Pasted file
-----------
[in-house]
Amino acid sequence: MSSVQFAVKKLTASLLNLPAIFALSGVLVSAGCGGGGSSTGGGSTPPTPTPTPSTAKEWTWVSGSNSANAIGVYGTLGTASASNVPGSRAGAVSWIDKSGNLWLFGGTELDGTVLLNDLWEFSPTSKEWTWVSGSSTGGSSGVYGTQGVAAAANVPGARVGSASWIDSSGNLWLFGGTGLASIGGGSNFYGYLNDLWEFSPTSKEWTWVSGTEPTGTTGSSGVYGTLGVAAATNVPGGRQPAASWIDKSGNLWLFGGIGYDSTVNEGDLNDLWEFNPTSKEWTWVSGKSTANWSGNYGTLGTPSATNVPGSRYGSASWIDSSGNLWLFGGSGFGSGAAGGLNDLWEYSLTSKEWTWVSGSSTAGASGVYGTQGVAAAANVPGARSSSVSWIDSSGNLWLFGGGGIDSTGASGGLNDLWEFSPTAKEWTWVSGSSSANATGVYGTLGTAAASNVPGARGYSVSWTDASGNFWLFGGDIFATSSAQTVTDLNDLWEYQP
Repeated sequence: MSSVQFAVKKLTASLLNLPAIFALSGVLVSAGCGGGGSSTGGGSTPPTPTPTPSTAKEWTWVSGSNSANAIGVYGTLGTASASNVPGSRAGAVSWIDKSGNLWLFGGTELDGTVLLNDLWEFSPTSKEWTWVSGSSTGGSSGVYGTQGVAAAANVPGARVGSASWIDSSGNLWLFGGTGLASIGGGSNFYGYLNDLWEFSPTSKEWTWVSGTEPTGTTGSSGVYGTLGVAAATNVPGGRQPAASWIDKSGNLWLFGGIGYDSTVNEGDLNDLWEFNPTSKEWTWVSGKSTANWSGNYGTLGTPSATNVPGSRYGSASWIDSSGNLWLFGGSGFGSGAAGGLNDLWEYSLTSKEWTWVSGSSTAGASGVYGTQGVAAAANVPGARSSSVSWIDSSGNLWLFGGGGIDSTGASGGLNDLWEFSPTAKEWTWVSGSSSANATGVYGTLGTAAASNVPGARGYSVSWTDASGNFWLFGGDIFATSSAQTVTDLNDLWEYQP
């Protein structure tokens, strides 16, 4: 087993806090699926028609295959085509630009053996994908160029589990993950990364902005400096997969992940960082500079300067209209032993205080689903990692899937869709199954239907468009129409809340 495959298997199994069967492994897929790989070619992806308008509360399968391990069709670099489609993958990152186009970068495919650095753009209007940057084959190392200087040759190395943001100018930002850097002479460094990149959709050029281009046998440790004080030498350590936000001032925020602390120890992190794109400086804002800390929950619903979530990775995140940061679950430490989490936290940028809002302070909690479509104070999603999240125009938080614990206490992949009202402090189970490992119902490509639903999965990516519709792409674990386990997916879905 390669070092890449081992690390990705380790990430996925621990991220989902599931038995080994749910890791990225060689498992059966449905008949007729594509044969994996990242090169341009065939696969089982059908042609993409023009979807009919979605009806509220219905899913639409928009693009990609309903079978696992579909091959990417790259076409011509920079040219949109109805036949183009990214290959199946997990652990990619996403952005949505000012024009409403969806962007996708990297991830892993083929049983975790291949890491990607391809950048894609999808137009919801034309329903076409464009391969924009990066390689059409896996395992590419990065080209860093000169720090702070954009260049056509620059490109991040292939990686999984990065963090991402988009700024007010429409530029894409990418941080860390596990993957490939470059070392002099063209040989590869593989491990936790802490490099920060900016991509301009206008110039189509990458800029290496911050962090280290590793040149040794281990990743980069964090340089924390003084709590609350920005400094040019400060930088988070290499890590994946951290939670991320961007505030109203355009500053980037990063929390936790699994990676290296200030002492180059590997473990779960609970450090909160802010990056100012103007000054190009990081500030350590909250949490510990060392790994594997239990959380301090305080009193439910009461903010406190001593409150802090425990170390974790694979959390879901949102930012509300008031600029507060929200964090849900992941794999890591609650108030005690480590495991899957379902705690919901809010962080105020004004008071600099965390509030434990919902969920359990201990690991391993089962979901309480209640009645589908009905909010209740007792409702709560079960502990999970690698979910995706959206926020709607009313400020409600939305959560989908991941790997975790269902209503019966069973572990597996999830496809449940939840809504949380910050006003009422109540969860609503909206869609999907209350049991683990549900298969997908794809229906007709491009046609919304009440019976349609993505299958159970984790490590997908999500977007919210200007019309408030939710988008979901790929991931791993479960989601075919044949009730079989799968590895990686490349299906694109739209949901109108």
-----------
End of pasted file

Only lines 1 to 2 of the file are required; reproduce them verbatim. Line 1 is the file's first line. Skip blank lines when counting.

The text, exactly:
[in-house]
Amino acid sequence: MSSVQFAVKKLTASLLNLPAIFALSGVLVSAGCGGGGSSTGGGSTPPTPTPTPSTAKEWTWVSGSNSANAIGVYGTLGTASASNVPGSRAGAVSWIDKSGNLWLFGGTELDGTVLLNDLWEFSPTSKEWTWVSGSSTGGSSGVYGTQGVAAAANVPGARVGSASWIDSSGNLWLFGGTGLASIGGGSNFYGYLNDLWEFSPTSKEWTWVSGTEPTGTTGSSGVYGTLGVAAATNVPGGRQPAASWIDKSGNLWLFGGIGYDSTVNEGDLNDLWEFNPTSKEWTWVSGKSTANWSGNYGTLGTPSATNVPGSRYGSASWIDSSGNLWLFGGSGFGSGAAGGLNDLWEYSLTSKEWTWVSGSSTAGASGVYGTQGVAAAANVPGARSSSVSWIDSSGNLWLFGGGGIDSTGASGGLNDLWEFSPTAKEWTWVSGSSSANATGVYGTLGTAAASNVPGARGYSVSWTDASGNFWLFGGDIFATSSAQTVTDLNDLWEYQP